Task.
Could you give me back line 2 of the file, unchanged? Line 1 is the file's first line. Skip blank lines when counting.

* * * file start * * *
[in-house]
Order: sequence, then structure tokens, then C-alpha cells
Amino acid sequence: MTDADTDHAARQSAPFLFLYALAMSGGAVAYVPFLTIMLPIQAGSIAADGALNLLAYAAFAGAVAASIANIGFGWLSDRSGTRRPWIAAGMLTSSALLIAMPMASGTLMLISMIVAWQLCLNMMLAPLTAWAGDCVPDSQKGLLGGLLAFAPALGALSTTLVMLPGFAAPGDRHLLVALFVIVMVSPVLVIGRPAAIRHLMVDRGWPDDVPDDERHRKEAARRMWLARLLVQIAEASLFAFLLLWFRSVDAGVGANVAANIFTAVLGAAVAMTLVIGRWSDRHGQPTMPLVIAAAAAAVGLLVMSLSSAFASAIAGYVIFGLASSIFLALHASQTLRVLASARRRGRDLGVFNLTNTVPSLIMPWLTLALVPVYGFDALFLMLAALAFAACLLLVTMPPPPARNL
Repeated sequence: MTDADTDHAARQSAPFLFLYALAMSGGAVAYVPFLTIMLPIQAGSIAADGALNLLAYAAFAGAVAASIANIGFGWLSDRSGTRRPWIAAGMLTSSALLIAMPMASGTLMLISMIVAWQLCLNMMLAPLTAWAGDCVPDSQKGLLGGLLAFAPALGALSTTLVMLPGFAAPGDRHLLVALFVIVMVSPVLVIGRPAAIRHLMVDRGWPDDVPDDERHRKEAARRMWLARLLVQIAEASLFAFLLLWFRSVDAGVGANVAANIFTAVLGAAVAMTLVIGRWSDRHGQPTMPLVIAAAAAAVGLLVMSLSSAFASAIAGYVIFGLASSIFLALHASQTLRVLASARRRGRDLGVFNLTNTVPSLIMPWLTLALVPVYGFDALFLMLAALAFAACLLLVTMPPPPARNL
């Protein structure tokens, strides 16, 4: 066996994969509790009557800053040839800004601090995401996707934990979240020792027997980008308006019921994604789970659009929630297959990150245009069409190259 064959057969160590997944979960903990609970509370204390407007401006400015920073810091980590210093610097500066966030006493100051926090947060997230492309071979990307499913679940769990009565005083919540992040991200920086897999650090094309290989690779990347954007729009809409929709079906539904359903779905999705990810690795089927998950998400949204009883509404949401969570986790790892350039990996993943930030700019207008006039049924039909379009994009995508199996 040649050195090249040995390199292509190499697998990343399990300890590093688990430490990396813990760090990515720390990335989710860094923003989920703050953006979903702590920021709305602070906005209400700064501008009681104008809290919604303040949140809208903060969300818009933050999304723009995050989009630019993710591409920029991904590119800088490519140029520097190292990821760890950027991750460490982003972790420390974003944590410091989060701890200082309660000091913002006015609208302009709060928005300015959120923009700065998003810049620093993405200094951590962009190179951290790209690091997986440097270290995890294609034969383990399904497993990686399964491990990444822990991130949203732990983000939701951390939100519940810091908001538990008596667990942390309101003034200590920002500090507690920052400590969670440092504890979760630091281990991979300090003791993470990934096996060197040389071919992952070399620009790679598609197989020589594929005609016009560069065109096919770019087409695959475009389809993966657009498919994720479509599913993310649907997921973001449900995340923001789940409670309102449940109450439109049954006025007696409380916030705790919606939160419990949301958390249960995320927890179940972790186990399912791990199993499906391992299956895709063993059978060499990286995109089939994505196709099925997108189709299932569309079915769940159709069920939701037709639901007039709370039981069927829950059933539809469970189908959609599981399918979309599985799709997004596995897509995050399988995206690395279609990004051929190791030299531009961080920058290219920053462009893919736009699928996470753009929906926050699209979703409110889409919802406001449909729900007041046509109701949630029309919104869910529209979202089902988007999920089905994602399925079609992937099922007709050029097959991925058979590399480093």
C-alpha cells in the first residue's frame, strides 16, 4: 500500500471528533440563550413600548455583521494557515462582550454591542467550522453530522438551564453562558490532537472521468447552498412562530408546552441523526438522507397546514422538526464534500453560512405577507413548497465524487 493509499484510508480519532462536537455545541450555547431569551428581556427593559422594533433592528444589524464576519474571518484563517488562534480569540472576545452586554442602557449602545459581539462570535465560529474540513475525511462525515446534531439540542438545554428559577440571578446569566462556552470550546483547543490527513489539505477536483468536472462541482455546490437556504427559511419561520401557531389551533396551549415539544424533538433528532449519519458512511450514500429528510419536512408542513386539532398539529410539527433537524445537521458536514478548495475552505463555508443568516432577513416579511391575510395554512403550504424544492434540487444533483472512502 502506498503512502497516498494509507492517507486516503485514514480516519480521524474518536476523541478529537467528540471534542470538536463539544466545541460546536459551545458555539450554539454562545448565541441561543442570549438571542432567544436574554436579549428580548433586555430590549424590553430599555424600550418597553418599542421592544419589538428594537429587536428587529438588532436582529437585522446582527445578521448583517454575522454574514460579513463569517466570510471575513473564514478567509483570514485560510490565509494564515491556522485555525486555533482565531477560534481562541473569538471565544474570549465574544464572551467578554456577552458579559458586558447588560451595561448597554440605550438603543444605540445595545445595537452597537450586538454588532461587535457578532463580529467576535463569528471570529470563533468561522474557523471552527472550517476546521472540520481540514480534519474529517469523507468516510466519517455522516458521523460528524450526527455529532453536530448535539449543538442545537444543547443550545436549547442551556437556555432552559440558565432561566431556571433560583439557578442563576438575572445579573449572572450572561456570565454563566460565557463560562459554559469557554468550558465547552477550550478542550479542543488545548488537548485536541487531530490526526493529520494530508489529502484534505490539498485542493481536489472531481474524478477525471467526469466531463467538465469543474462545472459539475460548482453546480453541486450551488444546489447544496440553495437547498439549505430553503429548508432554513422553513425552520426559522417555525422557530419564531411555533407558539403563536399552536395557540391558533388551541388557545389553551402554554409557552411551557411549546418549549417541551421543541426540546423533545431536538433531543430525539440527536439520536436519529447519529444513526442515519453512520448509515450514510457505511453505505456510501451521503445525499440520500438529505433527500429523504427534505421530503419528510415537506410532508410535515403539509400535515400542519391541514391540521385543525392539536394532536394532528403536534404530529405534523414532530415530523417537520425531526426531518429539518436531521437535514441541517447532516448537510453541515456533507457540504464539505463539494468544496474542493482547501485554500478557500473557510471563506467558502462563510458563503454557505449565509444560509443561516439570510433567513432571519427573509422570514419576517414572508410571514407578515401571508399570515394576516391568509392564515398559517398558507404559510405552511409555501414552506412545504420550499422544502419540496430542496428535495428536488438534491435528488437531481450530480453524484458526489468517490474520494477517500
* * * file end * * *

Order: sequence, then structure tokens, then C-alpha cells